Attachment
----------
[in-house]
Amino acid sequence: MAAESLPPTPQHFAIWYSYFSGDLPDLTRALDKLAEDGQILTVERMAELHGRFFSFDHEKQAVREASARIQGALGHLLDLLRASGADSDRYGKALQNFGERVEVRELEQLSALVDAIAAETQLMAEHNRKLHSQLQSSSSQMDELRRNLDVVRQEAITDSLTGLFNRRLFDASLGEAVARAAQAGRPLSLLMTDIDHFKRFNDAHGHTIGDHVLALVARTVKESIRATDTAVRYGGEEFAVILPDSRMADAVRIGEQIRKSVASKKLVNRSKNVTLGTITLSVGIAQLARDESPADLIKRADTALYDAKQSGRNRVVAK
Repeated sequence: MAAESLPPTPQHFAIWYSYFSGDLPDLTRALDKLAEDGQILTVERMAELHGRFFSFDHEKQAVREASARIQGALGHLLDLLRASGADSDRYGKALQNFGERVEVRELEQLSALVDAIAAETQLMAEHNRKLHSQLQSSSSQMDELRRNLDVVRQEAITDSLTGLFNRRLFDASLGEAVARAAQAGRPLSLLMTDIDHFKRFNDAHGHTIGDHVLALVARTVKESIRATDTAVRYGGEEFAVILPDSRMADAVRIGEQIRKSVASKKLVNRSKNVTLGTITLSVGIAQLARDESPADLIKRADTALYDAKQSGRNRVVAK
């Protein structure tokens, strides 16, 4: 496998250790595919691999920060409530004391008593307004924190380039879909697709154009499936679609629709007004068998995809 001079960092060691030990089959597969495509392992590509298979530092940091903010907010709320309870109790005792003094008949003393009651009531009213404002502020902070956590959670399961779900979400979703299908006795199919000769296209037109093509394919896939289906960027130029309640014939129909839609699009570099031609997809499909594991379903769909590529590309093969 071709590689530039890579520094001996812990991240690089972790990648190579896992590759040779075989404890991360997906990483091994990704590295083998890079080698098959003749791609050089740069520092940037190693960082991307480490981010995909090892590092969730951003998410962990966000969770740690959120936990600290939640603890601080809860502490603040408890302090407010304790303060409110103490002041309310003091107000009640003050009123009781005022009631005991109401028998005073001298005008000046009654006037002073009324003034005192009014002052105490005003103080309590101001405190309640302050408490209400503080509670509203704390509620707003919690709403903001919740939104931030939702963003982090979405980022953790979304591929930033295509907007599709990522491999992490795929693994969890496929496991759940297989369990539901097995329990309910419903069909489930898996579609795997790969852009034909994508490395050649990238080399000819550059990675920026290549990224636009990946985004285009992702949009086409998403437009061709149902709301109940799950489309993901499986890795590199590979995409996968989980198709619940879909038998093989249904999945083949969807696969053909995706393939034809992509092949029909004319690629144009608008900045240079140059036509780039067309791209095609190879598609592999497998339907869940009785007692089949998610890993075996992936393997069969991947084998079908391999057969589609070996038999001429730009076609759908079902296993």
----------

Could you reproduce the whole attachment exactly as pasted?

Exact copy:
[in-house]
Amino acid sequence: MAAESLPPTPQHFAIWYSYFSGDLPDLTRALDKLAEDGQILTVERMAELHGRFFSFDHEKQAVREASARIQGALGHLLDLLRASGADSDRYGKALQNFGERVEVRELEQLSALVDAIAAETQLMAEHNRKLHSQLQSSSSQMDELRRNLDVVRQEAITDSLTGLFNRRLFDASLGEAVARAAQAGRPLSLLMTDIDHFKRFNDAHGHTIGDHVLALVARTVKESIRATDTAVRYGGEEFAVILPDSRMADAVRIGEQIRKSVASKKLVNRSKNVTLGTITLSVGIAQLARDESPADLIKRADTALYDAKQSGRNRVVAK
Repeated sequence: MAAESLPPTPQHFAIWYSYFSGDLPDLTRALDKLAEDGQILTVERMAELHGRFFSFDHEKQAVREASARIQGALGHLLDLLRASGADSDRYGKALQNFGERVEVRELEQLSALVDAIAAETQLMAEHNRKLHSQLQSSSSQMDELRRNLDVVRQEAITDSLTGLFNRRLFDASLGEAVARAAQAGRPLSLLMTDIDHFKRFNDAHGHTIGDHVLALVARTVKESIRATDTAVRYGGEEFAVILPDSRMADAVRIGEQIRKSVASKKLVNRSKNVTLGTITLSVGIAQLARDESPADLIKRADTALYDAKQSGRNRVVAK
């Protein structure tokens, strides 16, 4: 496998250790595919691999920060409530004391008593307004924190380039879909697709154009499936679609629709007004068998995809 001079960092060691030990089959597969495509392992590509298979530092940091903010907010709320309870109790005792003094008949003393009651009531009213404002502020902070956590959670399961779900979400979703299908006795199919000769296209037109093509394919896939289906960027130029309640014939129909839609699009570099031609997809499909594991379903769909590529590309093969 071709590689530039890579520094001996812990991240690089972790990648190579896992590759040779075989404890991360997906990483091994990704590295083998890079080698098959003749791609050089740069520092940037190693960082991307480490981010995909090892590092969730951003998410962990966000969770740690959120936990600290939640603890601080809860502490603040408890302090407010304790303060409110103490002041309310003091107000009640003050009123009781005022009631005991109401028998005073001298005008000046009654006037002073009324003034005192009014002052105490005003103080309590101001405190309640302050408490209400503080509670509203704390509620707003919690709403903001919740939104931030939702963003982090979405980022953790979304591929930033295509907007599709990522491999992490795929693994969890496929496991759940297989369990539901097995329990309910419903069909489930898996579609795997790969852009034909994508490395050649990238080399000819550059990675920026290549990224636009990946985004285009992702949009086409998403437009061709149902709301109940799950489309993901499986890795590199590979995409996968989980198709619940879909038998093989249904999945083949969807696969053909995706393939034809992509092949029909004319690629144009608008900045240079140059036509780039067309791209095609190879598609592999497998339907869940009785007692089949998610890993075996992936393997069969991947084998079908391999057969589609070996038999001429730009076609759908079902296993």